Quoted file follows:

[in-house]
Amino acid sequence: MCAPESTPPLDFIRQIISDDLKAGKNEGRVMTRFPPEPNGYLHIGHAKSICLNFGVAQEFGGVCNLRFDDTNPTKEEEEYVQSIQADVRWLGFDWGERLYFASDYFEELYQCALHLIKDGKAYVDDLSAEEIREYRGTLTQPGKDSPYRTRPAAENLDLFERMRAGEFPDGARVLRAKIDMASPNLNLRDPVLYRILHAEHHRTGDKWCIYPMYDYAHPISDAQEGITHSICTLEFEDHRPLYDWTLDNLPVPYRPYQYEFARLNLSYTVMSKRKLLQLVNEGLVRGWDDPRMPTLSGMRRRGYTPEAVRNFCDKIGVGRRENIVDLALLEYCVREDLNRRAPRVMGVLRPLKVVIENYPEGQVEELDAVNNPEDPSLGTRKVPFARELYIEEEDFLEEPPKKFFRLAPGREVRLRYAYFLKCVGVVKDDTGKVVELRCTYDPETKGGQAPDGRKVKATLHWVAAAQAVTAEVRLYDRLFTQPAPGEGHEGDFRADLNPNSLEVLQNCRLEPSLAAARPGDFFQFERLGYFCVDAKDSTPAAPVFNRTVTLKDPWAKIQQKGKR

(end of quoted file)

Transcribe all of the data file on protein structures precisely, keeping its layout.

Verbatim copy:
[in-house]
Amino acid sequence: MCAPESTPPLDFIRQIISDDLKAGKNEGRVMTRFPPEPNGYLHIGHAKSICLNFGVAQEFGGVCNLRFDDTNPTKEEEEYVQSIQADVRWLGFDWGERLYFASDYFEELYQCALHLIKDGKAYVDDLSAEEIREYRGTLTQPGKDSPYRTRPAAENLDLFERMRAGEFPDGARVLRAKIDMASPNLNLRDPVLYRILHAEHHRTGDKWCIYPMYDYAHPISDAQEGITHSICTLEFEDHRPLYDWTLDNLPVPYRPYQYEFARLNLSYTVMSKRKLLQLVNEGLVRGWDDPRMPTLSGMRRRGYTPEAVRNFCDKIGVGRRENIVDLALLEYCVREDLNRRAPRVMGVLRPLKVVIENYPEGQVEELDAVNNPEDPSLGTRKVPFARELYIEEEDFLEEPPKKFFRLAPGREVRLRYAYFLKCVGVVKDDTGKVVELRCTYDPETKGGQAPDGRKVKATLHWVAAAQAVTAEVRLYDRLFTQPAPGEGHEGDFRADLNPNSLEVLQNCRLEPSLAAARPGDFFQFERLGYFCVDAKDSTPAAPVFNRTVTLKDPWAKIQQKGKR